The busy seaside resort of Seahouses is situated on a superb stretch of the Northumberland Coastline (designated as an area of outstanding natural beauty), linking Beadnell with Bamburgh to the north. The Farne Islands nature reserve lays just off-shore and can be easily reached by boat from Seahouses harbour.
The Farne Islands is home to 23 species of seabirds, including arctic terns, eider ducks, guillemots and, most famously, around 37,000 pairs of puffins. The Farnes are also home to a colony of grey seals, with more than 1,000 pups born here each autumn.
You can take a sail-around trip lasting just an hour and a half, or a longer landing trip to allow you to visit Inner Farne and see the Victorian Longstone lighthouse.
The boat operators run trips of various lengths from Easter to September and further details can be obtained from Seahouses Tourist Information Centre, just off the main car in Seahouses centre.
During the summer months, Seahouses is packed with tourists exploring its shops, amusement arcades, and sampling the delicious fish and chips which Seahouses is famous for. The town has also developed a reputation as a sailing, diving and fishing centre.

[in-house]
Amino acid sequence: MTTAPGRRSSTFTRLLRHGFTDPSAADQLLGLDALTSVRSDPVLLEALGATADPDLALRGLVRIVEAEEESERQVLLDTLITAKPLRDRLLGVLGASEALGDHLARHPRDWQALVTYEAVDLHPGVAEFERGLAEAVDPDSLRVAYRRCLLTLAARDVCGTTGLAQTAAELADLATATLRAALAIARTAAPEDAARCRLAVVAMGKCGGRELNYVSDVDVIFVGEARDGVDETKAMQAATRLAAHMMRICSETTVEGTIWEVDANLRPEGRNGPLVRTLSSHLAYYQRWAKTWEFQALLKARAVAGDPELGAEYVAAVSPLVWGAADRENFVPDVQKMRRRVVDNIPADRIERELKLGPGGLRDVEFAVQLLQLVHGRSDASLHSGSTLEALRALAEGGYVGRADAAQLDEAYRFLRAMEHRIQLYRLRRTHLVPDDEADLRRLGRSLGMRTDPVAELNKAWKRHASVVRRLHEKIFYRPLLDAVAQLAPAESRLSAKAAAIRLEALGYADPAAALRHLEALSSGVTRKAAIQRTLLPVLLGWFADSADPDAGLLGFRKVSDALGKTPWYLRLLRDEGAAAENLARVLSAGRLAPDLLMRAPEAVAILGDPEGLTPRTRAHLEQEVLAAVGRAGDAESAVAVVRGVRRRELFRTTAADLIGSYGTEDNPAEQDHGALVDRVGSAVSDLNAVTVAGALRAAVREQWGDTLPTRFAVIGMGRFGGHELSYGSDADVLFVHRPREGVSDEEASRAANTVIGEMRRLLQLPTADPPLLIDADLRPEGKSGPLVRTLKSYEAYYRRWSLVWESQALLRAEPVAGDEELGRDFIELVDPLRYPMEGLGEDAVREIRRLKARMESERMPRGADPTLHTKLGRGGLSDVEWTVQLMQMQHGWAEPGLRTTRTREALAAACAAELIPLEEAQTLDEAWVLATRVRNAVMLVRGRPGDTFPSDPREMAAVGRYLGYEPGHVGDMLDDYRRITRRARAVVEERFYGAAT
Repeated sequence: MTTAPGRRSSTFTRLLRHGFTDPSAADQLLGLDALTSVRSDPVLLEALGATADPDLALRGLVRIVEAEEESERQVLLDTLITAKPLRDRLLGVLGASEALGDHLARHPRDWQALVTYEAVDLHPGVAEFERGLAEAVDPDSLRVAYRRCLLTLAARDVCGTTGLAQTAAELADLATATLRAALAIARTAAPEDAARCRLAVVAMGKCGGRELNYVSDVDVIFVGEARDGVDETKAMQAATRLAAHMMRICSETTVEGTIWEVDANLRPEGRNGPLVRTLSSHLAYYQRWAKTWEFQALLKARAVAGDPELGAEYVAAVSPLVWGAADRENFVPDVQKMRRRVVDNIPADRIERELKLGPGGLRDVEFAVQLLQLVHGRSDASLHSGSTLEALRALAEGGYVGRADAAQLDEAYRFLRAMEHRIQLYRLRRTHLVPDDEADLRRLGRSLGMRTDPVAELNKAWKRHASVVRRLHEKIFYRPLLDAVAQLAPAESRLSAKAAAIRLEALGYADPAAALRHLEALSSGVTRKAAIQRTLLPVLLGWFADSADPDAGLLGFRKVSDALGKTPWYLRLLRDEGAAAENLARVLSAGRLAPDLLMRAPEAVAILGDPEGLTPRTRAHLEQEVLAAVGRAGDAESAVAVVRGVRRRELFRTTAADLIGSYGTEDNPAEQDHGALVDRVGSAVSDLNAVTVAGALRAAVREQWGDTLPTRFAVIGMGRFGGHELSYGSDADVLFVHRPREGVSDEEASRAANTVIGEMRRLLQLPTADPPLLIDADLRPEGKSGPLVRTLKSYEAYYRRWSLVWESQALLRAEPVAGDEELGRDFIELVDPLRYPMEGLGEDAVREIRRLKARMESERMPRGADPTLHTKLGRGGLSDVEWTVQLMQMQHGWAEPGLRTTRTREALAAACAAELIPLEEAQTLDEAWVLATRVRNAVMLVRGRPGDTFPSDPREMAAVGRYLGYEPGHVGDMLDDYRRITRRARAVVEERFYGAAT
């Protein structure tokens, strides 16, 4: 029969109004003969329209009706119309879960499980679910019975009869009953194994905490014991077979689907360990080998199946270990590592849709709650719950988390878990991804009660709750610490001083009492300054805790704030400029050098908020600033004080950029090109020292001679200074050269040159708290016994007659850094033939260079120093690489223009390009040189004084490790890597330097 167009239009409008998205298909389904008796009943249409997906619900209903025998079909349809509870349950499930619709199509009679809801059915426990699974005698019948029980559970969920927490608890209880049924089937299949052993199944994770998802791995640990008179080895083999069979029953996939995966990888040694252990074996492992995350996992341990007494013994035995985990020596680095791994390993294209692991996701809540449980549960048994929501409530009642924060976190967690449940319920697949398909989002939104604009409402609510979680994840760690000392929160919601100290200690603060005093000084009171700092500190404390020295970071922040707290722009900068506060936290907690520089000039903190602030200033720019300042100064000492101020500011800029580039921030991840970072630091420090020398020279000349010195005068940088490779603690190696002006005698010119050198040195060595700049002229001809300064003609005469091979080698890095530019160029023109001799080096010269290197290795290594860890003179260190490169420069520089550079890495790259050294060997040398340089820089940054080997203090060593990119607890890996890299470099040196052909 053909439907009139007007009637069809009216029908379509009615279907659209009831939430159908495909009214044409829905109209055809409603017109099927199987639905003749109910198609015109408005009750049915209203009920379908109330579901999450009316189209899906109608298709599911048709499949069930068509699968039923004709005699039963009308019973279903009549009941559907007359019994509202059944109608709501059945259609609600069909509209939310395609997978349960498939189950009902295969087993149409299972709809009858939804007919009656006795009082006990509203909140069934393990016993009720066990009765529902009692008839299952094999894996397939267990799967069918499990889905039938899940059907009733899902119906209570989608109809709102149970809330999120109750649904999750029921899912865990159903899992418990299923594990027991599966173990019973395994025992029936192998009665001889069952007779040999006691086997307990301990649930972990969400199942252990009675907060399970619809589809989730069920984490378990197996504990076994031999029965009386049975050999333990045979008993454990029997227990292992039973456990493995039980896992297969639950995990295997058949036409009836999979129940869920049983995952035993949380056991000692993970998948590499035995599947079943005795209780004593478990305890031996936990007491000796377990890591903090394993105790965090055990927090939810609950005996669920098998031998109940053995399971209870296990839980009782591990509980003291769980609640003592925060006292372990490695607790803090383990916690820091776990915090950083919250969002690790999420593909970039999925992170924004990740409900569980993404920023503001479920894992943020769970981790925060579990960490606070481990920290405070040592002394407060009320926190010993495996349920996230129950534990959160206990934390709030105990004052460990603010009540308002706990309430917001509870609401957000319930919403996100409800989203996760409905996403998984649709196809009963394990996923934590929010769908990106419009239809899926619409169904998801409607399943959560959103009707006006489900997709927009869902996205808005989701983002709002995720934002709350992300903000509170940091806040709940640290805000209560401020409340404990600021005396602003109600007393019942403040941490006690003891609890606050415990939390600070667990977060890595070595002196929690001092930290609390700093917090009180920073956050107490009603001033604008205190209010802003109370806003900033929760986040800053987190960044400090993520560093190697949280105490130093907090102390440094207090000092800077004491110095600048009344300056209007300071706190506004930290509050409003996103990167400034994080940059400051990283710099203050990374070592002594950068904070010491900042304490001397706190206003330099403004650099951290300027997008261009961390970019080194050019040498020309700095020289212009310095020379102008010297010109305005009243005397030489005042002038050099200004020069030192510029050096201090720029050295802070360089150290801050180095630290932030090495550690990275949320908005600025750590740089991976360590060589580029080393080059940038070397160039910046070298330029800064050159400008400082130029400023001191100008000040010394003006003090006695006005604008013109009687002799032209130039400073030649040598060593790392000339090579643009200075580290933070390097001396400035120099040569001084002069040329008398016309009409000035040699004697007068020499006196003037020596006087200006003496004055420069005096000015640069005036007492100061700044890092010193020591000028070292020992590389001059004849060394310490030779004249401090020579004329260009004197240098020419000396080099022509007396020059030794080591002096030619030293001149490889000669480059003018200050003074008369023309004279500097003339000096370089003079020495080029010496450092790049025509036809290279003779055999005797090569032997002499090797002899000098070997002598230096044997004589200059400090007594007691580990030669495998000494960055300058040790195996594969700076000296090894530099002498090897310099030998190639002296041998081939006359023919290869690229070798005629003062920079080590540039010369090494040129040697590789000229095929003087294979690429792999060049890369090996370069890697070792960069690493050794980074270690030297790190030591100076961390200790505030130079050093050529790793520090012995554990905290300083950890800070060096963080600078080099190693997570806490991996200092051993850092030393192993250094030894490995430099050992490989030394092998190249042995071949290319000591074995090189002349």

Seahouses is on the long distance walking routes of the Northumberland Coast Path and St Oswald’s Way, as well as the Coast and Castles national cycle route 1, and is a great stopping point on these routes with various options for accommodation and places to eat.
The unassuming haven of Beadnell offers a great opportunity for all sorts of water sports. The beach is the only west facing beach on the north-east coast of England and Beadnell harbour is a favourite with keen photographers. Near the harbour are lime kilns dating from the 18th Century, now used by fishermen as a store for lobster pots.